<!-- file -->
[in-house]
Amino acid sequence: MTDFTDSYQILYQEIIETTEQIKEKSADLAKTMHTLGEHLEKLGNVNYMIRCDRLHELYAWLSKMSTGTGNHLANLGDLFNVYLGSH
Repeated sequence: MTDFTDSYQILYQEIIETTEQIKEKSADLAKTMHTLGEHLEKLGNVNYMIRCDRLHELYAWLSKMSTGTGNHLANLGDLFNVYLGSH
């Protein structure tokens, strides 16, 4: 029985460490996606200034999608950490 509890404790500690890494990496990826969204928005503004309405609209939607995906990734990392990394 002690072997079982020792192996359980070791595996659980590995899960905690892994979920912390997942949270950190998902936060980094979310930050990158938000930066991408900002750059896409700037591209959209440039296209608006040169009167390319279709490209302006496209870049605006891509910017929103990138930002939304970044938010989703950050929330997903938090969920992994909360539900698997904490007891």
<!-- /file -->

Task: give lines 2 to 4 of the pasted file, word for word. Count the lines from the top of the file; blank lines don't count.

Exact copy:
Amino acid sequence: MTDFTDSYQILYQEIIETTEQIKEKSADLAKTMHTLGEHLEKLGNVNYMIRCDRLHELYAWLSKMSTGTGNHLANLGDLFNVYLGSH
Repeated sequence: MTDFTDSYQILYQEIIETTEQIKEKSADLAKTMHTLGEHLEKLGNVNYMIRCDRLHELYAWLSKMSTGTGNHLANLGDLFNVYLGSH
């Protein structure tokens, strides 16, 4: 029985460490996606200034999608950490 509890404790500690890494990496990826969204928005503004309405609209939607995906990734990392990394 002690072997079982020792192996359980070791595996659980590995899960905690892994979920912390997942949270950190998902936060980094979310930050990158938000930066991408900002750059896409700037591209959209440039296209608006040169009167390319279709490209302006496209870049605006891509910017929103990138930002939304970044938010989703950050929330997903938090969920992994909360539900698997904490007891």